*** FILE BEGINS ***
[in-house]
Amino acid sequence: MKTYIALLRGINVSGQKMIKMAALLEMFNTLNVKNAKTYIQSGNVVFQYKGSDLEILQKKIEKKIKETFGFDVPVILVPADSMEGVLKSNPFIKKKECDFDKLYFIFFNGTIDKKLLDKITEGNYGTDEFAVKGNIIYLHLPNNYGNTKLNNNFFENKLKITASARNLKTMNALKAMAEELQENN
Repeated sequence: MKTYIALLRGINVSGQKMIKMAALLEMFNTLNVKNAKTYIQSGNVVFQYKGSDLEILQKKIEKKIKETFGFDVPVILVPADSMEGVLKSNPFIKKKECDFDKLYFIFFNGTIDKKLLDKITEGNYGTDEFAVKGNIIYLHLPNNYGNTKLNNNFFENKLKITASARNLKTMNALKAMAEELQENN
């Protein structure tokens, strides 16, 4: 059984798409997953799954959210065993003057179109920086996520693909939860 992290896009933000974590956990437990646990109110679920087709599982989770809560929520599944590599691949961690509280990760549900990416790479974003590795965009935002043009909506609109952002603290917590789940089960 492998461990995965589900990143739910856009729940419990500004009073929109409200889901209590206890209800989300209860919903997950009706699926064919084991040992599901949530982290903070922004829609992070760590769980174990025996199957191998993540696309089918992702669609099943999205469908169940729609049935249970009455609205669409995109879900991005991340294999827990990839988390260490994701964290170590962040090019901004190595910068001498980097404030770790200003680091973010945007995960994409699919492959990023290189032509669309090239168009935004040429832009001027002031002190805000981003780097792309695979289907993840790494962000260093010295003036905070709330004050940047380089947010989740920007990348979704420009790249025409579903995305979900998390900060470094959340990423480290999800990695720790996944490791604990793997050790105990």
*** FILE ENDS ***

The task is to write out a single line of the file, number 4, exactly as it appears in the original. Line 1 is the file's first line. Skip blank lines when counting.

């Protein structure tokens, strides 16, 4: 059984798409997953799954959210065993003057179109920086996520693909939860 992290896009933000974590956990437990646990109110679920087709599982989770809560929520599944590599691949961690509280990760549900990416790479974003590795965009935002043009909506609109952002603290917590789940089960 492998461990995965589900990143739910856009729940419990500004009073929109409200889901209590206890209800989300209860919903997950009706699926064919084991040992599901949530982290903070922004829609992070760590769980174990025996199957191998993540696309089918992702669609099943999205469908169940729609049935249970009455609205669409995109879900991005991340294999827990990839988390260490994701964290170590962040090019901004190595910068001498980097404030770790200003680091973010945007995960994409699919492959990023290189032509669309090239168009935004040429832009001027002031002190805000981003780097792309695979289907993840790494962000260093010295003036905070709330004050940047380089947010989740920007990348979704420009790249025409579903995305979900998390900060470094959340990423480290999800990695720790996944490791604990793997050790105990």